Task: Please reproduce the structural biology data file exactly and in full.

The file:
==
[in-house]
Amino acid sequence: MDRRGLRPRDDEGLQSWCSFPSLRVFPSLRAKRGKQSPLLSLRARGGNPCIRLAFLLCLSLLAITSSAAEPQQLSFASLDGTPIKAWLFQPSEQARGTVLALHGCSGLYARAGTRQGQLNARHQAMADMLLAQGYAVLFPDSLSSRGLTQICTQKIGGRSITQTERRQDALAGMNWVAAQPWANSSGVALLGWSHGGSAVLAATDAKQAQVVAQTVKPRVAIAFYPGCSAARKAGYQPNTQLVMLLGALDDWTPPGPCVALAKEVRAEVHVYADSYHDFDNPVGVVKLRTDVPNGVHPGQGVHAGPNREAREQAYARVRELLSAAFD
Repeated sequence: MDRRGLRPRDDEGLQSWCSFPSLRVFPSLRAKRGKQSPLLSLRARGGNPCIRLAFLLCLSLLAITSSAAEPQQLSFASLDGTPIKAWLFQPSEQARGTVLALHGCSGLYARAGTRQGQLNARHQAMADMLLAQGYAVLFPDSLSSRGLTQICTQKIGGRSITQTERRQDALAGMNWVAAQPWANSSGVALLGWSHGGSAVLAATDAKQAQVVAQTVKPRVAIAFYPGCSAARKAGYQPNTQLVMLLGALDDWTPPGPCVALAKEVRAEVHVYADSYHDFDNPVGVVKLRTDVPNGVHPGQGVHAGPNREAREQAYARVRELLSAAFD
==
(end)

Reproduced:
[in-house]
Amino acid sequence: MDRRGLRPRDDEGLQSWCSFPSLRVFPSLRAKRGKQSPLLSLRARGGNPCIRLAFLLCLSLLAITSSAAEPQQLSFASLDGTPIKAWLFQPSEQARGTVLALHGCSGLYARAGTRQGQLNARHQAMADMLLAQGYAVLFPDSLSSRGLTQICTQKIGGRSITQTERRQDALAGMNWVAAQPWANSSGVALLGWSHGGSAVLAATDAKQAQVVAQTVKPRVAIAFYPGCSAARKAGYQPNTQLVMLLGALDDWTPPGPCVALAKEVRAEVHVYADSYHDFDNPVGVVKLRTDVPNGVHPGQGVHAGPNREAREQAYARVRELLSAAFD
Repeated sequence: MDRRGLRPRDDEGLQSWCSFPSLRVFPSLRAKRGKQSPLLSLRARGGNPCIRLAFLLCLSLLAITSSAAEPQQLSFASLDGTPIKAWLFQPSEQARGTVLALHGCSGLYARAGTRQGQLNARHQAMADMLLAQGYAVLFPDSLSSRGLTQICTQKIGGRSITQTERRQDALAGMNWVAAQPWANSSGVALLGWSHGGSAVLAATDAKQAQVVAQTVKPRVAIAFYPGCSAARKAGYQPNTQLVMLLGALDDWTPPGPCVALAKEVRAEVHVYADSYHDFDNPVGVVKLRTDVPNGVHPGQGVHAGPNREAREQAYARVRELLSAAFD